Monday, January 18, 2016
The anti-ranching, misinformed discourse around Malheur
When my editor asked me to comment on the occupation of the Malheur National Wildlife Refuge, I was apprehensive. Response to mainstream coverage of this incident has been so anti-ranching that I wondered if I could set aside my strong reaction to those sentiments in order to consider the core issues...
The current system dates to the Taylor Grazing Act of 1934, which split the open range into smaller allotments, each with specific regulations called operating instructions. While this and subsequent environmental policies have codified the land management process in a manner suitable to bureaucratic oversight, approaching the Western landscape like this takes the landscape out of context. Thus, the current system does not support effective management, land health or ranching. Limiting ranch management practices on federal lands to rigid regulations does not allow for the flexibility that healthy ecosystems require. Both commercial ranching in big, arid country and wild ecosystems function best on a large scale. As a result, the allotment system — meant to prevent overgrazinWhen my editor asked me to comment on the occupation of the Malheur National Wildlife Refuge, I was apprehensive. Response to mainstream coverage of this incident has been so anti-ranching that I wondered if I could set aside my strong reaction to those sentiments in order to consider the core issuesg, rein in monopolistic ranching and establish the grazing rights of smaller ranchers — has been a huge source of contention. With smaller scale ranchers now protesting the original basis for jurisdiction and billionaires again putting together huge spreads, environmentalists are unhappy, people are out of work, and the land is suffering. No one is winning.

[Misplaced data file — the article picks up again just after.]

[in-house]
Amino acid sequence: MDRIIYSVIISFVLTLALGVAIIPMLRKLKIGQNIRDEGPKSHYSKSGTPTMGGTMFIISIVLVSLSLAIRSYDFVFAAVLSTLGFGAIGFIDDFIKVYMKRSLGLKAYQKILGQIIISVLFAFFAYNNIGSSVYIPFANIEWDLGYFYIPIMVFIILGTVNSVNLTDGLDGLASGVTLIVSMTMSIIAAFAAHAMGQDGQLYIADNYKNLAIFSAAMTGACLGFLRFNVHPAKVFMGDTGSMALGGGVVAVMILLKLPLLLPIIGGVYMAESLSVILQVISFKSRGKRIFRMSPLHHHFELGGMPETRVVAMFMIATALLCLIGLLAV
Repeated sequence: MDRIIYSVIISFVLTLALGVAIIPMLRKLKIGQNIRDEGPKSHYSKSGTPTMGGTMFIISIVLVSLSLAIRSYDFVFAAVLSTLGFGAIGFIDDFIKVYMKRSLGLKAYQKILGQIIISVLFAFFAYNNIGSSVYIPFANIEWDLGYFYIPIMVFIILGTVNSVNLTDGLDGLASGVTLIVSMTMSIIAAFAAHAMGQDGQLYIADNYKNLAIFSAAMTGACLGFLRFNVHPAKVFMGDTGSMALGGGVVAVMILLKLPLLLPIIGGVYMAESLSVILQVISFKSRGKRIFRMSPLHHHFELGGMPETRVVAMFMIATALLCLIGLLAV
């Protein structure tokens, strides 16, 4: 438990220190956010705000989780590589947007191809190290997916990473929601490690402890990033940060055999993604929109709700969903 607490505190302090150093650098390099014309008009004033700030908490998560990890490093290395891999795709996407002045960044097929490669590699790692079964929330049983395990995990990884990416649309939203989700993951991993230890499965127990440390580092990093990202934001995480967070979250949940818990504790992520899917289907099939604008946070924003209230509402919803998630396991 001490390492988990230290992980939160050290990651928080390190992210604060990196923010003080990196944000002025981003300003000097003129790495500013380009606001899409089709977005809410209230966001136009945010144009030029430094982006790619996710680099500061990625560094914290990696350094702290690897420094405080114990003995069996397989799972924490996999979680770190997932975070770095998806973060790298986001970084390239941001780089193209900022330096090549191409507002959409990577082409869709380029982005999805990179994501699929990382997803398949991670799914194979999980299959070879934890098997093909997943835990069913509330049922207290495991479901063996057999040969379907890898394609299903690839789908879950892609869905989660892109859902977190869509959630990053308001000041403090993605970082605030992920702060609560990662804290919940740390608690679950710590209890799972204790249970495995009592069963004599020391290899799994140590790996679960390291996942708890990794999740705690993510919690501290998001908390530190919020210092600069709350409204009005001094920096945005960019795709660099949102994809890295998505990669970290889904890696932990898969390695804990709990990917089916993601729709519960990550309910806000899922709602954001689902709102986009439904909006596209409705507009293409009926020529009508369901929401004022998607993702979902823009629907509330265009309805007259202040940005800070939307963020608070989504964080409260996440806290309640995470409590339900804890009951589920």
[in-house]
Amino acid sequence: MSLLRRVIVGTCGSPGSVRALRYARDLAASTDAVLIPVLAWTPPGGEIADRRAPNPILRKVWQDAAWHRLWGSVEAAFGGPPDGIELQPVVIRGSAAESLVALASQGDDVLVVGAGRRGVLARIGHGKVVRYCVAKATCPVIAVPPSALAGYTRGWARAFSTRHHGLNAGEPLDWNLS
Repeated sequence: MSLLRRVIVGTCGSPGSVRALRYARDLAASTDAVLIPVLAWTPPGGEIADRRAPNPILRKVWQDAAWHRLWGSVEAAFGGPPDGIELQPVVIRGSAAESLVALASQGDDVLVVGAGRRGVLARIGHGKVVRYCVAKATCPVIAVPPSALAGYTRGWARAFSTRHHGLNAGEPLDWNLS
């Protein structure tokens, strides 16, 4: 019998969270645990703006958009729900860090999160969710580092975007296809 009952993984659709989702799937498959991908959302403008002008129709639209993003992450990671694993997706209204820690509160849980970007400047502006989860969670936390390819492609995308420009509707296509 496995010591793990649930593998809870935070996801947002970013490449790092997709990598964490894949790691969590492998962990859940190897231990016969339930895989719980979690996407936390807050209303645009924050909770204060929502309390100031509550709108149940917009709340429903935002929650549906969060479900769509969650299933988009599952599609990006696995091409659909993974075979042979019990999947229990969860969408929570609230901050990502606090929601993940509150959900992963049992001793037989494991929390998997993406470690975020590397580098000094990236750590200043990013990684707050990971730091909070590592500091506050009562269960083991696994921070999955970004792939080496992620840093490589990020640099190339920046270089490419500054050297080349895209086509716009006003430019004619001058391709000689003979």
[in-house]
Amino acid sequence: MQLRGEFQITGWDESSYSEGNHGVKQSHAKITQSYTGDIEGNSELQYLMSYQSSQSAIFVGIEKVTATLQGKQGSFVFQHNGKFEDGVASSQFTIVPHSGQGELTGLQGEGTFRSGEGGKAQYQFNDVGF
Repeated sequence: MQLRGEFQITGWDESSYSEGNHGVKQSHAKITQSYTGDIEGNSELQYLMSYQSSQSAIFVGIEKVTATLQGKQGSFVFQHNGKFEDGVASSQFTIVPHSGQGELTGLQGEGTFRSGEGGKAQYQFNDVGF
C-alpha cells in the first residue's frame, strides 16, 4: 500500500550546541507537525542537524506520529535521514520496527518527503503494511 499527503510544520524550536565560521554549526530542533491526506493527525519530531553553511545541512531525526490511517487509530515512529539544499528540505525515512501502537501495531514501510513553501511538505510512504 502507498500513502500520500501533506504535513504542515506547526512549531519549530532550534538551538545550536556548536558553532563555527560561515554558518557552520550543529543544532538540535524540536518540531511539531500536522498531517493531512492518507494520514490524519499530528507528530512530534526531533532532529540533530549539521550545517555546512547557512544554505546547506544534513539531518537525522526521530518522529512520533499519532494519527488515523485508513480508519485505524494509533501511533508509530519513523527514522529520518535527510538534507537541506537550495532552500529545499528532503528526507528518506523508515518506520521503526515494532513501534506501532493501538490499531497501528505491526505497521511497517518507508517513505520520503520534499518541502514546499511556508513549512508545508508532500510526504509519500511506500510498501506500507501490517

A landscape management framework that assesses the components of the big picture and how they work together (which a few ranchers and federal agency personnel have been able to implement in spite of bureaucratic obstacles) promotes flexibility among grazing allotments, allowing ranchers to better accommodate seasonal changes, forage growth, and wildlife. This way, when things like wolves, wildfires, and recreational interests collide with ranching, creative solutions can be a reality, not a dream.
Instead of vilifying grazing on federal lands, we should reimagine Western landscapes from a holistic viewpoint that includes insects, backpackers and buckaroos. Ranchers are required to respect federal title to the land, and if the public also recognized and respected the property rights these ranchers own, we might find ourselves at a good place to continue positive, healthy improvement on federal lands.